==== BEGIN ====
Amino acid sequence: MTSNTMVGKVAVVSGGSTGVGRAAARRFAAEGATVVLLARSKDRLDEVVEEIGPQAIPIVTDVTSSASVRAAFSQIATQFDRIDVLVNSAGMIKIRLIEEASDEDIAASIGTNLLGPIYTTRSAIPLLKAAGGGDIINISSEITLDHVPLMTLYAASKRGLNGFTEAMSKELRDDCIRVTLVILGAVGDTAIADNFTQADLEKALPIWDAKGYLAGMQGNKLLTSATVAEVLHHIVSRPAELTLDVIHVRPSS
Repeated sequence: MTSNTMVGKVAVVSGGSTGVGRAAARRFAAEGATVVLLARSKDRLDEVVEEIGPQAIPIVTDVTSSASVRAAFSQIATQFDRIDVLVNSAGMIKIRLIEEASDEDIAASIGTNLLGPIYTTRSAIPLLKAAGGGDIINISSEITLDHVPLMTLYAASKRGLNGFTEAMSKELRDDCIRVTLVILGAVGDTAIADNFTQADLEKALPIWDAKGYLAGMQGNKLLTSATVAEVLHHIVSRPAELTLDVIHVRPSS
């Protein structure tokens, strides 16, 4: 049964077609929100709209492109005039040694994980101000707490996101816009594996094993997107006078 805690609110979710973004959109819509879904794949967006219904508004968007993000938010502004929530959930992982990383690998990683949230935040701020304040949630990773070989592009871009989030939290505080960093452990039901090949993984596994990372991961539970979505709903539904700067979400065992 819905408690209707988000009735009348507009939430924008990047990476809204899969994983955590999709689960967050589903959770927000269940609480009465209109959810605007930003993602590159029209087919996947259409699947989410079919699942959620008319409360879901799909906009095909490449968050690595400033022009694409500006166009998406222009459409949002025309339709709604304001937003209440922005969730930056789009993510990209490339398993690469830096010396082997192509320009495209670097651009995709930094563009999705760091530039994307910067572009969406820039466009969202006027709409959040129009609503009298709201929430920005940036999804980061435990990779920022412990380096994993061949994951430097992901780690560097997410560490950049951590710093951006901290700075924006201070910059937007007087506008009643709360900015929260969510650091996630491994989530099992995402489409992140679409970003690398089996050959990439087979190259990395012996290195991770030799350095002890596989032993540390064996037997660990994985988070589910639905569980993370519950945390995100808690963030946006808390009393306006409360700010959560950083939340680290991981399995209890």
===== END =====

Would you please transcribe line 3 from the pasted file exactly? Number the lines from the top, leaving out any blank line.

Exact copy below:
């Protein structure tokens, strides 16, 4: 049964077609929100709209492109005039040694994980101000707490996101816009594996094993997107006078 805690609110979710973004959109819509879904794949967006219904508004968007993000938010502004929530959930992982990383690998990683949230935040701020304040949630990773070989592009871009989030939290505080960093452990039901090949993984596994990372991961539970979505709903539904700067979400065992 819905408690209707988000009735009348507009939430924008990047990476809204899969994983955590999709689960967050589903959770927000269940609480009465209109959810605007930003993602590159029209087919996947259409699947989410079919699942959620008319409360879901799909906009095909490449968050690595400033022009694409500006166009998406222009459409949002025309339709709604304001937003209440922005969730930056789009993510990209490339398993690469830096010396082997192509320009495209670097651009995709930094563009999705760091530039994307910067572009969406820039466009969202006027709409959040129009609503009298709201929430920005940036999804980061435990990779920022412990380096994993061949994951430097992901780690560097997410560490950049951590710093951006901290700075924006201070910059937007007087506008009643709360900015929260969510650091996630491994989530099992995402489409992140679409970003690398089996050959990439087979190259990395012996290195991770030799350095002890596989032993540390064996037997660990994985988070589910639905569980993370519950945390995100808690963030946006808390009393306006409360700010959560950083939340680290991981399995209890």